Wednesday, June 15, 2011

Kea Kaha

One rainy evening in London a few weeks back I had the pleasure of speaking at an event organized by Kea. Kea is a great organization with the mission "to connect New Zealand with the rest of the world by building a network of global citizens who take an active interest in the future of our country". It rings out across hemispheres in harmony with NZEDGE, and after several weeks bouncing around the globe it was good to be back with a bunch of kiwis. No other group could have expressed such a murmur of excitement when it was mentioned early on that hot pies would be served later.

The event was opened by Dave Currie, the Chef de Mission of the New Zealand Olympic Committee, who gave a call for people to feel connected and get involved in supporting everyone in the NZ team coming across the Atlantic to London 2012. They’ve got an exciting program planned to get people asking themselves “When were you most proud to be a New Zealander?” so keep an eye out for that.

I had been asked to give some comment on where New Zealand is placed in the world currently, and a “loving nudge” on where the country should be focusing on for the future. I think New Zealand has huge untapped potential, and called for a heavy dose of passion and ambition to come to the fore, led by a revolution in language (for the full download on the new lexicon you can read my script from the night here). In this age of people-power and the democratization of knowledge, NZ has the potential to be a vibrant hub for world champions in every sphere of business. The key is for our people to embrace that attitude.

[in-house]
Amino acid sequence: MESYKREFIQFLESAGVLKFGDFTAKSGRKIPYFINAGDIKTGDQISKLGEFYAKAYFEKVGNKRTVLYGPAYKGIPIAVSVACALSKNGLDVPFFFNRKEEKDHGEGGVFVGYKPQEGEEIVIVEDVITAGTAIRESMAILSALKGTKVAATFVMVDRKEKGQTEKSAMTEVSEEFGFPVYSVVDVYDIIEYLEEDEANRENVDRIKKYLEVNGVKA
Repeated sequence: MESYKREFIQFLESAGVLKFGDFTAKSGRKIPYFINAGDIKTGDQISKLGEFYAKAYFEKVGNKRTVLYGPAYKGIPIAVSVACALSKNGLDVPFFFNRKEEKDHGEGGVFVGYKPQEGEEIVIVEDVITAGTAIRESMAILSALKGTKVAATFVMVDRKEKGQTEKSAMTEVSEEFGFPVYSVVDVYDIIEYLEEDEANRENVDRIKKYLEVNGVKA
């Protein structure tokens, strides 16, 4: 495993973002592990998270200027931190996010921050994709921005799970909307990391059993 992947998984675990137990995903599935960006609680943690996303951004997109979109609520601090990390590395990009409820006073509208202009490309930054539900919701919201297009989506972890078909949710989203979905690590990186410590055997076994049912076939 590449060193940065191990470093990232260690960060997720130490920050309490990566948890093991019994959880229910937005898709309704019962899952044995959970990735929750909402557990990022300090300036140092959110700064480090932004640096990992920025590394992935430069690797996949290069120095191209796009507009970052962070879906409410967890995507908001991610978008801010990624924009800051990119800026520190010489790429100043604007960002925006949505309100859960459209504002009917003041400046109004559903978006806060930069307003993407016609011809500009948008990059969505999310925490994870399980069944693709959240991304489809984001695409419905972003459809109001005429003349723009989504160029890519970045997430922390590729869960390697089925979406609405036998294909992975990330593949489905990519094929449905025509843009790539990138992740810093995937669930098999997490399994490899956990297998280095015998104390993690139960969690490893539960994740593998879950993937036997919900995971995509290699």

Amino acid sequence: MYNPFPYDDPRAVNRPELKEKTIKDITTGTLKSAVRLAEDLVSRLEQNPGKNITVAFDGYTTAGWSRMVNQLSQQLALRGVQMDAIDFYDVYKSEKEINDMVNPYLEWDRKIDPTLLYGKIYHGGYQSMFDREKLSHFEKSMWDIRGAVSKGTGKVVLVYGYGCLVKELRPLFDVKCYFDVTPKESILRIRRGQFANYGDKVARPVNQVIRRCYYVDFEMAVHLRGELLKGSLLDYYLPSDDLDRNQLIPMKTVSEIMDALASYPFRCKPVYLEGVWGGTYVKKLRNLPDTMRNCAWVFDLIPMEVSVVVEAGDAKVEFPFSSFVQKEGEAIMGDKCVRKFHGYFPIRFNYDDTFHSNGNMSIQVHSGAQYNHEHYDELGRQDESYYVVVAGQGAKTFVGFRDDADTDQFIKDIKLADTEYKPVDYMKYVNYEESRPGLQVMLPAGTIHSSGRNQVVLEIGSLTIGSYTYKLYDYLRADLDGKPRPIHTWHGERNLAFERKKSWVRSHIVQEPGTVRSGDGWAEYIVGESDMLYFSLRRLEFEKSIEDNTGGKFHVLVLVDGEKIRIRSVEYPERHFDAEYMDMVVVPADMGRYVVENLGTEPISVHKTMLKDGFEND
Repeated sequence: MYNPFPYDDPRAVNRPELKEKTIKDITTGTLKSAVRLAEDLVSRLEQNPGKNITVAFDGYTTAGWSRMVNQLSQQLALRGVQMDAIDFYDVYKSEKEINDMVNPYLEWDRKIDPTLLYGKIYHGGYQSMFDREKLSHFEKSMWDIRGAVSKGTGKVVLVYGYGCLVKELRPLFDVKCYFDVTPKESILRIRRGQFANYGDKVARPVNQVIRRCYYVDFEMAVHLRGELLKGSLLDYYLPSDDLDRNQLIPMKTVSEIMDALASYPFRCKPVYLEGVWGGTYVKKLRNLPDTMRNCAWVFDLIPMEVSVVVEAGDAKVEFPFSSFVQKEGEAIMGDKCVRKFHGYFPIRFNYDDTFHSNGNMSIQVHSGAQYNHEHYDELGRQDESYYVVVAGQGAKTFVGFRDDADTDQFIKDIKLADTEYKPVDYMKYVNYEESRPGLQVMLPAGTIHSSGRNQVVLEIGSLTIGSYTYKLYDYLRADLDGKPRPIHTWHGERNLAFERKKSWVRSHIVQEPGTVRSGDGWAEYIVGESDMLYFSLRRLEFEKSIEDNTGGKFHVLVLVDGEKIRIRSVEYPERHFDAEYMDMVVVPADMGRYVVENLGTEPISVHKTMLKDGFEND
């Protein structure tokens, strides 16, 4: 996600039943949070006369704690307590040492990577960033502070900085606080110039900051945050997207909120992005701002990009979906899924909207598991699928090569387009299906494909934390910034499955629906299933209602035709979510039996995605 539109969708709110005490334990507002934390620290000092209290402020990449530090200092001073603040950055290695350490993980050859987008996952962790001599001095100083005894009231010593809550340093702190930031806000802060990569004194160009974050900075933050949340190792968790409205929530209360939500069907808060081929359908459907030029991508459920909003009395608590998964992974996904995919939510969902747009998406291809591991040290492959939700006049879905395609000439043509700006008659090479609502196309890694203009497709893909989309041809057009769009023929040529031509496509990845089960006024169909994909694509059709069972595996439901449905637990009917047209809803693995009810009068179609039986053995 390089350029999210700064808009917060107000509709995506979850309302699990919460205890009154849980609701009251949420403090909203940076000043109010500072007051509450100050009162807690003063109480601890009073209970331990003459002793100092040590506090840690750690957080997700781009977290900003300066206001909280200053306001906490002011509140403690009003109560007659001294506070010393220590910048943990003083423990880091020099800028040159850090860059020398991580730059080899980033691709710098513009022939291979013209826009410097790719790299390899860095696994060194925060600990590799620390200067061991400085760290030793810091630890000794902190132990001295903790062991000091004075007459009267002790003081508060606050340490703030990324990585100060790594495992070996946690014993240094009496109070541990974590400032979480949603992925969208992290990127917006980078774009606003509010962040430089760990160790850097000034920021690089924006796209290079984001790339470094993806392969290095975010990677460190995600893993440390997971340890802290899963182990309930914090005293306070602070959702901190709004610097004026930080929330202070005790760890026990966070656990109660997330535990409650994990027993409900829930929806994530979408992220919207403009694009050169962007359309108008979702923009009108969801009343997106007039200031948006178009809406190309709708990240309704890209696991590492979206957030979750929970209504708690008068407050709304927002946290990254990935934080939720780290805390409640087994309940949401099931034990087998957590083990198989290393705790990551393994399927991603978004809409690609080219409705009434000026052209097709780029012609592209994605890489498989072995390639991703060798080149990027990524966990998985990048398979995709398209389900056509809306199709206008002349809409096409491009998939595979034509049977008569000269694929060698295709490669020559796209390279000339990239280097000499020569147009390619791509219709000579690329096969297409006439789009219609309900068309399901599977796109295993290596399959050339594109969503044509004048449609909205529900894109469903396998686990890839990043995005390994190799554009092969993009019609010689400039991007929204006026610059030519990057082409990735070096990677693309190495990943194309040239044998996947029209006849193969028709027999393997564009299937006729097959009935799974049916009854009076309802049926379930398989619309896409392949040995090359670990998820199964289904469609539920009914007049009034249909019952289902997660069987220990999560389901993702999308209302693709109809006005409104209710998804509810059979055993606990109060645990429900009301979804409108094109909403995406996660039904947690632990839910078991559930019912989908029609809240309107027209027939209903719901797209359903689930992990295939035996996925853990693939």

There are so many opportunities to reframe the way we think. There’s no brain-drain – there is a growing network of inspirational New Zealanders around the world, brilliant points of presence spreading the net of influence and opportunity for our country; they’re essential to a big haul. New Zealand isn’t remote or irrelevant – it sits at the edge, where all innovation takes place. We can forget “tall poppy syndrome”; let’s talk about legends (for a dose of inspirational education on our electric DNA check out the heroes page on NZEDGE). We don’t need to aim to be world-class. Good is the enemy of great. New Zealand can be world changing, competing not just by following the rules, but by creating a whole new game.

Above all, we need people full of energy and enthusiasm, living and breathing the New Zealand Dream in the world, an irresistible force of nature. That starts with attitude, wired by language and more emotion than reason. As George Bernard Shaw once said: all progress depends on the unreasonable man (or woman). To press ahead we need a show of strength from the heart. Kea Kaha, New Zealanders at large.

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